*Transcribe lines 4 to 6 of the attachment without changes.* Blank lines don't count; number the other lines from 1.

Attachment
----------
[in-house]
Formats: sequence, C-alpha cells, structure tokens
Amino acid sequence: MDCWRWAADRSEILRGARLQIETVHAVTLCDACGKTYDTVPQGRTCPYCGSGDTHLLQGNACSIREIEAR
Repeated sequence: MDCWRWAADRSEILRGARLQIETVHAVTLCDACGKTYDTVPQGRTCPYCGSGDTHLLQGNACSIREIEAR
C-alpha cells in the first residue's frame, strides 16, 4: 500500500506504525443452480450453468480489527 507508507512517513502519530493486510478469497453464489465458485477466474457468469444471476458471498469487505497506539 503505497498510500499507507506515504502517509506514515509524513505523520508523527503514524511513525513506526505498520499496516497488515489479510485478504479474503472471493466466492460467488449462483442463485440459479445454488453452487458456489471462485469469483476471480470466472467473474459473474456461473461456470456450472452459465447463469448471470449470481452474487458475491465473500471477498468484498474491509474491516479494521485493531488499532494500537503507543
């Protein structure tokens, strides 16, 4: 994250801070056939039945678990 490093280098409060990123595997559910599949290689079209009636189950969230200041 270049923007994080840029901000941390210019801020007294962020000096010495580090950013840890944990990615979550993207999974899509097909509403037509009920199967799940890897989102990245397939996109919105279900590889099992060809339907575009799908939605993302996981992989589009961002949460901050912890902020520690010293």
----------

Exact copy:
Repeated sequence: MDCWRWAADRSEILRGARLQIETVHAVTLCDACGKTYDTVPQGRTCPYCGSGDTHLLQGNACSIREIEAR
C-alpha cells in the first residue's frame, strides 16, 4: 500500500506504525443452480450453468480489527 507508507512517513502519530493486510478469497453464489465458485477466474457468469444471476458471498469487505497506539 503505497498510500499507507506515504502517509506514515509524513505523520508523527503514524511513525513506526505498520499496516497488515489479510485478504479474503472471493466466492460467488449462483442463485440459479445454488453452487458456489471462485469469483476471480470466472467473474459473474456461473461456470456450472452459465447463469448471470449470481452474487458475491465473500471477498468484498474491509474491516479494521485493531488499532494500537503507543
């Protein structure tokens, strides 16, 4: 994250801070056939039945678990 490093280098409060990123595997559910599949290689079209009636189950969230200041 270049923007994080840029901000941390210019801020007294962020000096010495580090950013840890944990990615979550993207999974899509097909509403037509009920199967799940890897989102990245397939996109919105279900590889099992060809339907575009799908939605993302996981992989589009961002949460901050912890902020520690010293």